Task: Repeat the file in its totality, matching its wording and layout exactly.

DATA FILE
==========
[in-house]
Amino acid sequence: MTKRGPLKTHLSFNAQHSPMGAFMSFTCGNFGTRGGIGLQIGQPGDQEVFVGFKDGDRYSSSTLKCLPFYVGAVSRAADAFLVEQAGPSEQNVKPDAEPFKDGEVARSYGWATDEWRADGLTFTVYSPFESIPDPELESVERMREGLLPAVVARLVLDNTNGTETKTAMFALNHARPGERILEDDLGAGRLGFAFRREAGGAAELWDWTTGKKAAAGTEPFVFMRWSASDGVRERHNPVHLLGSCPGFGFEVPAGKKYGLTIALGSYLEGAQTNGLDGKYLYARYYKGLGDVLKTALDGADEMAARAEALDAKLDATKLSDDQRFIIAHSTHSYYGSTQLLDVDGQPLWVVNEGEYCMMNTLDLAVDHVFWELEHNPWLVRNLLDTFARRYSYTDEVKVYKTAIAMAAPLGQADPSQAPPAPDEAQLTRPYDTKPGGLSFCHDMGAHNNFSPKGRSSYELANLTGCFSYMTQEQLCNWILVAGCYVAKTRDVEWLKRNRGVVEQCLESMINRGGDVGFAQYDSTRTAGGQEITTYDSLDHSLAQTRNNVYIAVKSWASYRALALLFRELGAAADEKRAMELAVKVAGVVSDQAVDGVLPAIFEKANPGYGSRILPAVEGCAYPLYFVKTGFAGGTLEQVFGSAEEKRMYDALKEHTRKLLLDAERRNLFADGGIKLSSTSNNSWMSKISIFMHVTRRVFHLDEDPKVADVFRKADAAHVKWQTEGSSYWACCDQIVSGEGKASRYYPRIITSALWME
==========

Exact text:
[in-house]
Amino acid sequence: MTKRGPLKTHLSFNAQHSPMGAFMSFTCGNFGTRGGIGLQIGQPGDQEVFVGFKDGDRYSSSTLKCLPFYVGAVSRAADAFLVEQAGPSEQNVKPDAEPFKDGEVARSYGWATDEWRADGLTFTVYSPFESIPDPELESVERMREGLLPAVVARLVLDNTNGTETKTAMFALNHARPGERILEDDLGAGRLGFAFRREAGGAAELWDWTTGKKAAAGTEPFVFMRWSASDGVRERHNPVHLLGSCPGFGFEVPAGKKYGLTIALGSYLEGAQTNGLDGKYLYARYYKGLGDVLKTALDGADEMAARAEALDAKLDATKLSDDQRFIIAHSTHSYYGSTQLLDVDGQPLWVVNEGEYCMMNTLDLAVDHVFWELEHNPWLVRNLLDTFARRYSYTDEVKVYKTAIAMAAPLGQADPSQAPPAPDEAQLTRPYDTKPGGLSFCHDMGAHNNFSPKGRSSYELANLTGCFSYMTQEQLCNWILVAGCYVAKTRDVEWLKRNRGVVEQCLESMINRGGDVGFAQYDSTRTAGGQEITTYDSLDHSLAQTRNNVYIAVKSWASYRALALLFRELGAAADEKRAMELAVKVAGVVSDQAVDGVLPAIFEKANPGYGSRILPAVEGCAYPLYFVKTGFAGGTLEQVFGSAEEKRMYDALKEHTRKLLLDAERRNLFADGGIKLSSTSNNSWMSKISIFMHVTRRVFHLDEDPKVADVFRKADAAHVKWQTEGSSYWACCDQIVSGEGKASRYYPRIITSALWME